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Mulching

Mulching is a gardening process, whereby a range of materials are used in order to cover the surface of soil. Examples of common materials which are used during mulching include bark, chippings, leaf mould, thoroughly-rotted farmyard manure and crushed shells.

Because mulching provides a multitude of benefits, it is implemented in order to give soil vital nutrients, while also creating a barrier that traps moisture and deters the growth of weeds.

In addition, mulching may assist with the insulation of plant roots, so as to shield them from the destructive effects of winter chills. Some gardeners utilize mulching in order to adorn the tops of pots.

Most competent and experienced gardeners believe in the power of mulching, and add mulching processes to their yearly planting schedules. They may stagger mulching processes, depending on which types of plant life they are nurturing.

Optimal Mulching Times

Mulching of trees, shrubs and herbaceous perennials is typically carried out in the fall season. At this point, mulch should be spread in a circular pattern around newly-planted trees, shrubs or herbaceous perennials.

By early winter, some types of plants, which are classified as tender and delicate in nature, should get a thicker layer of mulch that assists with root protection and shields the crowns of plants from harmful frost.

When mulching borders and beds, do the process in late winter or early spring; in this manner, you’ll trap wetness from inclement weather, thereby ensuring that beds and borders don’t dry out as rapidly when summer arrives.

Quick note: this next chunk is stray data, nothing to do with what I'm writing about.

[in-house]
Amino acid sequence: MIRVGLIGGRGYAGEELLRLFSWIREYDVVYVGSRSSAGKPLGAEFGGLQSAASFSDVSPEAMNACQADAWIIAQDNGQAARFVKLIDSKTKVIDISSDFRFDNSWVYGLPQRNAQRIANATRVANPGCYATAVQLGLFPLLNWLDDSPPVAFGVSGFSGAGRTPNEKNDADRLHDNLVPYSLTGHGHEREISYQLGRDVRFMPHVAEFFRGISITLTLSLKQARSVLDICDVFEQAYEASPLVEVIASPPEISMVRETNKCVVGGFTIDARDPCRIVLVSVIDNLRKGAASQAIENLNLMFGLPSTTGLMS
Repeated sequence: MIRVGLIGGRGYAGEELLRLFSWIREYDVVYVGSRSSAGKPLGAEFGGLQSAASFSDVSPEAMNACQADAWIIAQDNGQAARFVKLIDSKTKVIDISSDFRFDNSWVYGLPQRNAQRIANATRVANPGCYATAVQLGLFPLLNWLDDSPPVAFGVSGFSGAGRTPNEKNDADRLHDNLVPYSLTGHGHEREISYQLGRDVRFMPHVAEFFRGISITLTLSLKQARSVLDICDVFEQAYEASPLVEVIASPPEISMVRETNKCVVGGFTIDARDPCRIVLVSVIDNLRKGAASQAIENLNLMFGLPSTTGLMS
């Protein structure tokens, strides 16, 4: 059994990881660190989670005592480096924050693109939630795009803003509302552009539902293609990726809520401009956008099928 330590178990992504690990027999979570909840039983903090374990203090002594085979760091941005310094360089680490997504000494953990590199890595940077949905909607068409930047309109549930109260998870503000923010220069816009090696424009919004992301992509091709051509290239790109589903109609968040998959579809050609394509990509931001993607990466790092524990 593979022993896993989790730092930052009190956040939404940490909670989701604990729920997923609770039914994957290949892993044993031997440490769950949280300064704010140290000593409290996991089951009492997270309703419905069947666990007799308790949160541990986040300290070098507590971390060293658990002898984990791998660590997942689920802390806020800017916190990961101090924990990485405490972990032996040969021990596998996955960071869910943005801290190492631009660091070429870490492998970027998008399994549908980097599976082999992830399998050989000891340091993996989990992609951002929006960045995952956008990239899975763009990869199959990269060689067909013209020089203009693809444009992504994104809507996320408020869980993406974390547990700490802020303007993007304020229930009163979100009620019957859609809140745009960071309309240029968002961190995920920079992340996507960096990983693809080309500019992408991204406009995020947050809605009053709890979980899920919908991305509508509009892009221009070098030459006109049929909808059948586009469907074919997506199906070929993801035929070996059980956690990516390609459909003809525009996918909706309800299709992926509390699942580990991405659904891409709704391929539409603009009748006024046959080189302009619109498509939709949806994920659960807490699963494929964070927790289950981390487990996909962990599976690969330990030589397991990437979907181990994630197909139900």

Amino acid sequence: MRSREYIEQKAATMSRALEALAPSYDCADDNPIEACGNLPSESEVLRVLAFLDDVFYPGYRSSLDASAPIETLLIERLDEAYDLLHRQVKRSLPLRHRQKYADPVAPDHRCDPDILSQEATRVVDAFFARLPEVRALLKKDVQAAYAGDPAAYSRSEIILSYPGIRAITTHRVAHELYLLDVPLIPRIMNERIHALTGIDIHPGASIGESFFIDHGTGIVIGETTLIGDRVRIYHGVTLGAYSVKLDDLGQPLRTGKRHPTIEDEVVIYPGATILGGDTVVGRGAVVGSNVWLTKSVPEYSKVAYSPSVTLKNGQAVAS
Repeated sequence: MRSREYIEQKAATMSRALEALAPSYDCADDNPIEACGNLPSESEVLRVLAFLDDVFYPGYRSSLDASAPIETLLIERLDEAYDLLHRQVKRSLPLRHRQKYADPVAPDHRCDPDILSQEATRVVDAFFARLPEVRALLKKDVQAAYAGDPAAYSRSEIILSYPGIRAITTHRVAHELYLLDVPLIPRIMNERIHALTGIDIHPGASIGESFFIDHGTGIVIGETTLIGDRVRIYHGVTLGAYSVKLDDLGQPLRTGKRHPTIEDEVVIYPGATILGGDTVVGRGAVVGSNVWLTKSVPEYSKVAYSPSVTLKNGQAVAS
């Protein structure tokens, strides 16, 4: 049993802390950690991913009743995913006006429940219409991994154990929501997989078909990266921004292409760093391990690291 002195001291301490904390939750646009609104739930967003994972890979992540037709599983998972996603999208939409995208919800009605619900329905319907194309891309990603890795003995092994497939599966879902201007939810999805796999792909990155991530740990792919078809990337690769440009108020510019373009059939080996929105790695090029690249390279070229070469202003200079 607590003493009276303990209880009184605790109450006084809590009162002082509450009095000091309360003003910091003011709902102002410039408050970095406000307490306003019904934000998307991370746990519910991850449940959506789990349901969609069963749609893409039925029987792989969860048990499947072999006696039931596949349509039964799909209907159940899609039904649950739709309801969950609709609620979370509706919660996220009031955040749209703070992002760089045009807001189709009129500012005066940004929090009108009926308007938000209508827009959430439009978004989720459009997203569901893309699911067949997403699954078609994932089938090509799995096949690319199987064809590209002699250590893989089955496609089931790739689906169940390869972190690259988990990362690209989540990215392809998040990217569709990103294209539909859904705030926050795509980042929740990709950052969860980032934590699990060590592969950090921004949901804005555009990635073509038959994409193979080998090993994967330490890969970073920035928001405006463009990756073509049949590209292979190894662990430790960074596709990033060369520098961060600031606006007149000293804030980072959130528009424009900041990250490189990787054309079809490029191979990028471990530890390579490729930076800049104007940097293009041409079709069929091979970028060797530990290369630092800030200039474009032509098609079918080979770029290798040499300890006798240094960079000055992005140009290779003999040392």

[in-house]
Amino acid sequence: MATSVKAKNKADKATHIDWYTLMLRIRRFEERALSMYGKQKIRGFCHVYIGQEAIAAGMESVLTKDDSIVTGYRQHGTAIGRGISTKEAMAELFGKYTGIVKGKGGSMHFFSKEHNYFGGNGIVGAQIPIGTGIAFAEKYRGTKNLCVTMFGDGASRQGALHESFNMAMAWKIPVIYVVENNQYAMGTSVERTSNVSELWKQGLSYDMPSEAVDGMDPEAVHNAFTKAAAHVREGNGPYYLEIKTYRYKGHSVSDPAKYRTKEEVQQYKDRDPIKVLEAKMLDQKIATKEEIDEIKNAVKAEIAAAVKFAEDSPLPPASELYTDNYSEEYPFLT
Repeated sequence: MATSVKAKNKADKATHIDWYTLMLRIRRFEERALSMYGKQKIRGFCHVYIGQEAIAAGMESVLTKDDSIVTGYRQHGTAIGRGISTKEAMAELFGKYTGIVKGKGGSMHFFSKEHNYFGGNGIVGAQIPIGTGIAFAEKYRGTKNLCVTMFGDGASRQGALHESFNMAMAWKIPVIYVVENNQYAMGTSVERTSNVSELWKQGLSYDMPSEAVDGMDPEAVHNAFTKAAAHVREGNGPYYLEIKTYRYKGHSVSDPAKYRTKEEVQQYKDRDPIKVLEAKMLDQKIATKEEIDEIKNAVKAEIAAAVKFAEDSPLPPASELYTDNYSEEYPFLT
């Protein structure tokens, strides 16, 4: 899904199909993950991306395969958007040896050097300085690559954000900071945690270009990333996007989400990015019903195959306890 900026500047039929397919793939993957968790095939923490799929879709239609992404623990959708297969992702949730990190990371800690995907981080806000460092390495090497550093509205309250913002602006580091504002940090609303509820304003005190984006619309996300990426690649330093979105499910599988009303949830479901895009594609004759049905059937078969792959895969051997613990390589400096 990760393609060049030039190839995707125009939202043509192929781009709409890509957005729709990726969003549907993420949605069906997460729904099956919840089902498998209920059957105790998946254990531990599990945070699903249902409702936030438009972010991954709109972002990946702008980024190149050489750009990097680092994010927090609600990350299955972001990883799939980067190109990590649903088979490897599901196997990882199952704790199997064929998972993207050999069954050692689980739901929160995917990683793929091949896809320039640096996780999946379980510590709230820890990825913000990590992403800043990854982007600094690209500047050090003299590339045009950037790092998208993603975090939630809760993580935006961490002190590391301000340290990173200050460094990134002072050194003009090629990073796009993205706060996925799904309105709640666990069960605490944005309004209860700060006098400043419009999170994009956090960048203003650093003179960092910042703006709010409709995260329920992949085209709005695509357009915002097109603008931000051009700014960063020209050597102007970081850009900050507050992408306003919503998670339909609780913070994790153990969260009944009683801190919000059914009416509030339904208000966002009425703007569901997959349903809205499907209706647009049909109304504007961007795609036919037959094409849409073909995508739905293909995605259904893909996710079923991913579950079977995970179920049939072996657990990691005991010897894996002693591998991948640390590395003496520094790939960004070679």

Understanding the Mulching Process

Prior to mulching, it’s important to ensure that the selected area is cleared of weeds, and that the soil is damp. Soil may need to be watered in order to create the right environment for mulching. Since it’s hard to water soil when mulch is in place, doing so beforehand will be beneficial.

Most gardeners fill wheelbarrows with preferred mulch materials, and then spread the materials in two-inch layers atop the soil. Usually, a spade is used to apply the mulch layer. It’s best to leave a small gap surrounding the stems of plants which are being mulched. In order to even out the mulch layer, use a rake, smoothing the mulch until it is evenly distributed.

Mulching Materials Guideline

Many different materials may be utilized for mulching purposes. In general, organic materials are preferable. These types of materials may also function as composting systems. Some gardeners use grass clipping as mulch, while other rely on leaves, hay, straw, kitchen scraps, tree bark, sawdust or woodchips. In addition, certain gardeners may choose to use newsprint, cardboard or animal droppings (such as manure) in order to mulch their border, beds, trees and shrubs.

The benefit of choosing wholly organic mulching materials is that they will break down over time. Therefore, they are more eco-friendly and temporary. However, the rate at which organic mulching materials decompose may impact their effectiveness. It’s important to consider climate and typical weather conditions before choosing the perfect organic mulching material. Rough climates may require stronger, hardier organic mulching materials, whereas milder locales may require less sturdiness.

Commercial Mulching Products are Available

Those who are unsure as to which mulching materials are most appropriate may want to consider buying commercial mulching products. These are usually organic and quite affordable. Sold in large bags, commercial mulching materials maybe combinations of appropriate materials or they may consist of only one ingredient, such as deciduous leaves or grass clippings. Instructions for usage may be included on each bag. Some gardening supply companies will provide home delivery of mulching products, and others may offer to apply mulching for a set rate.

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